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Title: Community Comes First: Recognizing the Past and Reimagining the Future After Hurricane María in Barrio Mariana
Authors: Rivera, Gabriela
Advisors: Rosen, Lauren Coyle
Department: Anthropology
Certificate Program: Global Health and Health Policy Program
Latin American Studies
Class Year: 2020
Abstract: In the aftermath of Hurricane María in 2017, Puerto Ricans experienced far more than the physical damage from the storm. The effects from destroyed infrastructure were compounded by the slow state and federal response to restore clean water and power to local municipalities. One community that was seriously impacted by Hurricane María is Barrio Mariana, located in the hills above Humacao, Puerto Rico where residents waited nine months for their power to be restored. In the time since Hurricane María the Asociación Recreativa y Educativa Comunal del Barrio Mariana has transformed their community through comprehensive services and alternative infrastructures. As a nonprofit, ARECMA has made visible the failures of the state and revealed the colonial condition of Puerto Rico in the present day. This thesis explores the way that through concerted efforts to remember the past ARECMA has cast light upon the subjugation that Puerto Rico has endured since it was acquired as a “possession” of the United States in 1898. ARECMA’s solar power, small farming initiatives, and community programming have now become tools to reimagine their future.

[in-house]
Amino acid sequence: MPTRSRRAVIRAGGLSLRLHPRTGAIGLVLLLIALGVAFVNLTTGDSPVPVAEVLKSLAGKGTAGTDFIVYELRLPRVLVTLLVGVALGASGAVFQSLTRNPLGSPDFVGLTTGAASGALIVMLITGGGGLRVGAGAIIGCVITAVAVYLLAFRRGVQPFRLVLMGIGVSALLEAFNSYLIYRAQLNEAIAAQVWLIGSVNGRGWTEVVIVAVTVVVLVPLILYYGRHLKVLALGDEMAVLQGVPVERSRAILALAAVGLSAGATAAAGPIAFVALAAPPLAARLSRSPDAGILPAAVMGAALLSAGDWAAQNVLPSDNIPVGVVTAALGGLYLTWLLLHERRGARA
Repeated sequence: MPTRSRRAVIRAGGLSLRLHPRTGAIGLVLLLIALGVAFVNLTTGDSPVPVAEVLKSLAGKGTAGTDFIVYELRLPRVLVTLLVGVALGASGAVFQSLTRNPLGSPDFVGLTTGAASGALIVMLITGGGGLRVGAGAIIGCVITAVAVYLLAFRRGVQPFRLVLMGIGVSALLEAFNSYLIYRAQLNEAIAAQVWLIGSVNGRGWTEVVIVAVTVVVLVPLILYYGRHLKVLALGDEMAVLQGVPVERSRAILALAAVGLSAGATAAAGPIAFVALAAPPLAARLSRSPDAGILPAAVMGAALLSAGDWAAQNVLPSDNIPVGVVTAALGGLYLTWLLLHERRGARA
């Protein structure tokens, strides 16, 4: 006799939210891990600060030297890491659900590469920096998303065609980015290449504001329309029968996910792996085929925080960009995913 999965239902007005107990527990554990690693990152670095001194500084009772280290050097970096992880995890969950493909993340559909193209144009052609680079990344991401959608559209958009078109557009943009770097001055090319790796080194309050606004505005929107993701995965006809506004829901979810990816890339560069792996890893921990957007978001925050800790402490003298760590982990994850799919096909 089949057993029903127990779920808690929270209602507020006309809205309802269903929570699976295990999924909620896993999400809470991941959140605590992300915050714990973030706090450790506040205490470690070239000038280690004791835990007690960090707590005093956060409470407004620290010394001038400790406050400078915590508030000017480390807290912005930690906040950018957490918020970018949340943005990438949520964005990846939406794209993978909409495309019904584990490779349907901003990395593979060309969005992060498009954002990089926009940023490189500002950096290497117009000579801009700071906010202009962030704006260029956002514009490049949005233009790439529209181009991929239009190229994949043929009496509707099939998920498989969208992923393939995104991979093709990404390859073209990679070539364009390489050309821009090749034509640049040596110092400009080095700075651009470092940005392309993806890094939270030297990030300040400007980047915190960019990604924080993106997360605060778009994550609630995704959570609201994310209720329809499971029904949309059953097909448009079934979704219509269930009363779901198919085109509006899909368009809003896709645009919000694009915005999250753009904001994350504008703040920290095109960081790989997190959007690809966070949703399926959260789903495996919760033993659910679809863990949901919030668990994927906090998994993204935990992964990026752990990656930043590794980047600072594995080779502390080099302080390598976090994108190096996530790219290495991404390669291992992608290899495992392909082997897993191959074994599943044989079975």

Type of Material: Princeton University Senior Theses
Language: en
Appears in Collections:Anthropology, 1961-2022
Global Health and Health Policy Program, 2017-2022

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